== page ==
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A restless patient experiences a series of dyssynchrony events during mechanical ventilation. Come see how Bryan wades through it all, and allow us to offer an academic, yet practical approach to this sometimes-confusing subject.
- Start with ABCs and stabilizing the patient, then put on your thinking cap and try to optimize synchrony. It’ll reduce sedation requirements, lessen the risk of lung injury, and prevent mechanical ventilation from feeling like black magic.
- Sedation is a last resort, but sometimes needed if the patient wants something (e.g. more volume) that we think is unwise.
- Most dyssynchrony is the patient fighting the ventilator, so it can often be managed by allowing the patient to determine more variables within the breath. Go from volume control to pressure control, or pressure control to pressure support.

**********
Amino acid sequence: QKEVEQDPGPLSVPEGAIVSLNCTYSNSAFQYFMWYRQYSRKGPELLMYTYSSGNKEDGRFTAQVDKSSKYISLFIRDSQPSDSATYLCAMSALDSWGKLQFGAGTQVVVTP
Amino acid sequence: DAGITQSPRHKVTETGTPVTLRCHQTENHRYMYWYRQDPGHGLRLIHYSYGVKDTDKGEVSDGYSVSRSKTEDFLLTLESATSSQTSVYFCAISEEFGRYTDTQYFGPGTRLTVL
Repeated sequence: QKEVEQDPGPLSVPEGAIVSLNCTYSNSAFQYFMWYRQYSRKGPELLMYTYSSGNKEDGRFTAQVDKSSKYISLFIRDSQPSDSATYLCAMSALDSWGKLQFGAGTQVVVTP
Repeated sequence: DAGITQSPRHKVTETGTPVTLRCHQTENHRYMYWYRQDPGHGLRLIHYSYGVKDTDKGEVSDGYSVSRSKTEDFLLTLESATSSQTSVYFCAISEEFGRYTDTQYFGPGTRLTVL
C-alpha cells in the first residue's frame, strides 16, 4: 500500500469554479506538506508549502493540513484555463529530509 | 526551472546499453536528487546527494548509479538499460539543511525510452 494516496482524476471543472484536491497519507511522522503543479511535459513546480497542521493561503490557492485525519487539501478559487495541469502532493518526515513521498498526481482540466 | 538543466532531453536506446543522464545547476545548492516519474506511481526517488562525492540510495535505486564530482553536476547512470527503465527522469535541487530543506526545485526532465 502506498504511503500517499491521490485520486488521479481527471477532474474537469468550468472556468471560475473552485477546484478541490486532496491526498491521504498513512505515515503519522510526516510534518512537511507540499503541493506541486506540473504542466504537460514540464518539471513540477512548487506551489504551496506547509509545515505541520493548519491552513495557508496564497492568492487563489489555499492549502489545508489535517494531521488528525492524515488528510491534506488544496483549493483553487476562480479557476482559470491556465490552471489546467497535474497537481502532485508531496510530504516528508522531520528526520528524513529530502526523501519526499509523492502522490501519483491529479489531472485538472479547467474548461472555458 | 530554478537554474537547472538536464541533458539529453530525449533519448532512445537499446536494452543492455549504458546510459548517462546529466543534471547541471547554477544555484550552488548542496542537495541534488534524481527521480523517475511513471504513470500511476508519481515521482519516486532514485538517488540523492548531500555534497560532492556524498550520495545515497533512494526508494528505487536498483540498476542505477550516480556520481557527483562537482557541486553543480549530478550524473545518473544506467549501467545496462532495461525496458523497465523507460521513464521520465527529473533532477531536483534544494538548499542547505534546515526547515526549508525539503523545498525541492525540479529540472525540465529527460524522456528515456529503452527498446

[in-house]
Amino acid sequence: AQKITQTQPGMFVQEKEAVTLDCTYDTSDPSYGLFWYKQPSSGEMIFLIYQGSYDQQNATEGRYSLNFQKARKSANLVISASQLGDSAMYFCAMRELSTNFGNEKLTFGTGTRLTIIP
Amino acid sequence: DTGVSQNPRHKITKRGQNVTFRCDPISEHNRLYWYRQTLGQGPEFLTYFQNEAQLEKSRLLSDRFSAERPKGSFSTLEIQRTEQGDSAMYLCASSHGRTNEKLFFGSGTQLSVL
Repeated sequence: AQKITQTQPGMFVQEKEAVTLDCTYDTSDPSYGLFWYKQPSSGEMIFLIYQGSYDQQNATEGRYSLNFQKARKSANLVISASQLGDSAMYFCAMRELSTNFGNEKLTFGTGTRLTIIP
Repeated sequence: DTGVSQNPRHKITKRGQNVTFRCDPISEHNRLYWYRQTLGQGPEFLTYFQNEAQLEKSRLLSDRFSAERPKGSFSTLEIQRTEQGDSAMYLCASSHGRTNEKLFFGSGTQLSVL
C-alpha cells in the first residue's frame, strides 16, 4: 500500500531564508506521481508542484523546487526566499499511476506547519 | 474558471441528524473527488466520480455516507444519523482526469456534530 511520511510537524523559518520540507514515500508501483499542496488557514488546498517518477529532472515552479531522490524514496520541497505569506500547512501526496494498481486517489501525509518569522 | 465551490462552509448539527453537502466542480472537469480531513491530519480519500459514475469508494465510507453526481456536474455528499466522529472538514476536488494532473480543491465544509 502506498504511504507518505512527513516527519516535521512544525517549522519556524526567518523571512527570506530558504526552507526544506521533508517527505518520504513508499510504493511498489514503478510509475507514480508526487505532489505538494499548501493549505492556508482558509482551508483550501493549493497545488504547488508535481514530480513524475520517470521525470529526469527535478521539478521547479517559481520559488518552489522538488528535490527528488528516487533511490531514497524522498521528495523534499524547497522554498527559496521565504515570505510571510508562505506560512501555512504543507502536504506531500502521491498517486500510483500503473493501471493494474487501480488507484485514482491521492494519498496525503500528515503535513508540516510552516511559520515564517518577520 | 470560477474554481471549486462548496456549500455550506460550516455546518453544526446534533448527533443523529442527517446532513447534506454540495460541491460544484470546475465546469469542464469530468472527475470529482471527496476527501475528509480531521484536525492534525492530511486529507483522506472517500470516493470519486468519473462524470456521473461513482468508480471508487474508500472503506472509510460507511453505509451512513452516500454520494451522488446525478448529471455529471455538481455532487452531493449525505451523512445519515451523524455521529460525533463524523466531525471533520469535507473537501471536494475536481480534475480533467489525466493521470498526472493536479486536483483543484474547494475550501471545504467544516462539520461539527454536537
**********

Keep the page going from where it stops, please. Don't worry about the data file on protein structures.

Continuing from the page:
- Sometimes, you won’t figure it out.
- In the decompensating patient, use DOPES to remember the causes
- D isplaced tube
- O bstructed tube
- P neumothorax
- E quipment failure
- S tacking of breaths
- Remember “peak pressure apnea,” a phenomenon of iatrogenic hypoventilation caused by the high pressure alarm setting.
- Oto B. Peak pressure apnea: An under-recognized, high-risk form of ventilator asynchrony [published online ahead of print, 2020 Feb 10]. Heart Lung. 2020;S0147-9563(20)30012-1. doi:10.1016/j.hrtlng.2020.01.012
2 thoughts on “Episode 10: Ventilator dyssynchrony”
thank you. great podcasts
regarding checking for ETT displacement, before pulling the tube, we can also take a quick look at the vocal cord area with video laryngoscope to see if the balloon of ETT us above the vocal cords. i find this safer then just pulling the tube blindly. Thoughts?